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Sexting and teens: The epidemic that’s not

Submitted by on Tuesday, 15 December 2009 No Comment

Sexting among the high school set is a dangerous trend.

It’s bad enough that a principal in Virginia lost first his job and then his reputation even though he ultimately was cleared.

Bad enough that parents in Cincinnati are suing a school district that they allege didn’t do enough to stop their daughter from killing herself after she broke up with her boyfriend and he passed along a nude photo she’d sent him via cell phone text message.

Bad enough that a prosecutor in Pennsylvania threatened to charge three girls as sex offenders after school officials discovered photos of them in various stages of undress on their boyfriends’ cell phones.

Except, maybe it’s not. That’s what a Pew Internet and American Life survey released today would seem to indicate.

The poll, conducted last summer of 800 12- to 17-year-olds who have cell phones, found that 4 percent had texted a sexually suggestive image of themselves. On the other hand, 15 percent reported having received a sexually suggestive image, which suggests that either a lot of teens are lying or that the images are being forwarded three or four times. That last possibility is the true cautionary tale of the study, but it’s not the part that’s getting the attention.

“The national telephone survey confirms parent and teacher worries that young people are using cell phones to send out and receive sexually explicit images of themselves and of romantic partners,” CNN said.

Researchers say sexting has clearly become a part of teen culture and may have unintended consequences,”¬† The Washington Post reported. Hmm … clear to whom?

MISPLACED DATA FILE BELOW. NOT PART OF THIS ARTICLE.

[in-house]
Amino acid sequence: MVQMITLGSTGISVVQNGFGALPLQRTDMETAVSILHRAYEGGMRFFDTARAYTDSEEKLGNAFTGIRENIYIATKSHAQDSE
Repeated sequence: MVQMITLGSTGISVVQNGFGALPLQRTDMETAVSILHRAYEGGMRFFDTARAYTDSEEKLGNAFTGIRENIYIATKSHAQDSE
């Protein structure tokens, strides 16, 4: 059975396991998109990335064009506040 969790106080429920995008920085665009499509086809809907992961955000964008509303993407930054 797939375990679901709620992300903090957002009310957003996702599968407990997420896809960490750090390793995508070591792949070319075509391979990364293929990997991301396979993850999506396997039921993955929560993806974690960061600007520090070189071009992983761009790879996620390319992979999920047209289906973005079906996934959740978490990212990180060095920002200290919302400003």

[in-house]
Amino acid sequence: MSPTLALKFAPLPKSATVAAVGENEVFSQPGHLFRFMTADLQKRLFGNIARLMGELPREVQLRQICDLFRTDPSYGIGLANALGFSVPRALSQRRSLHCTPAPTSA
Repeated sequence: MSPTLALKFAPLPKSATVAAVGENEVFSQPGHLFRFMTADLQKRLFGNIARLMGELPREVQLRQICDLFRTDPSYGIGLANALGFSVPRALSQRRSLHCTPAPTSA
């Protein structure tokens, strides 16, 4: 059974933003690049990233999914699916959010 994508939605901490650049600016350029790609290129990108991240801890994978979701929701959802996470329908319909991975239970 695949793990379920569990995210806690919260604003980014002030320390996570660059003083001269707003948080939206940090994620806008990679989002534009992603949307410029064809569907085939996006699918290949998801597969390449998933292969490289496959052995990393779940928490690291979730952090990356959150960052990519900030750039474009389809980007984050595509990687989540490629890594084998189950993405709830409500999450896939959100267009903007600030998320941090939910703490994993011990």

What should be clear is that sexting might not be as pervasive as earlier polls have indicated. A survey by Cox Communications of 655 people ages 13 to 18 last spring¬† indicated that 20 percent of the teens had either sent, received or forwarded a sexually suggestive message. An Asspciated Press-MTV poll of 1,247 people, ages 14 to 24, found that a third had “sexted,” though only 24 percent of those ages 14 to 17 had.

Then come Pew’s results, showing that a meager 4 percent of teens are sending explicit images. Results like that seem to put sexting in the category of “something to be sure to talk to your teen about” rather than “something to put the fear of God into them about lest they fall victim to this heinous epidemic that’s overtaking our youth.”

And it certainly doesn’t seem like something that legislatures from Vermont to Utah should be preoccupied with.

Pew attempts to explain away the discrepancy in its results with a note at the end of the report: “Sexting is a topic with a relatively high level of social disapproval. This raises the possibility that any time any researcher asks questions about the subject that respondents will not admit to engaging in the socially subject behavior, which may result in findings that underreport the actual incidence of a behavior. ”

Yes, but it also raises the possibility that on the issue of sexting, the overwhelming majority of teens disagree with it morally and fear it legally. They know the damage that forwarded photos can do, and they’d just as soon not take that risk.

Don’t you hate it when rational teens destroy a good epidemic? Now we’ll have to find something else to condemn them with.

Copyright 2009 Debra Legg. All rights reserved.

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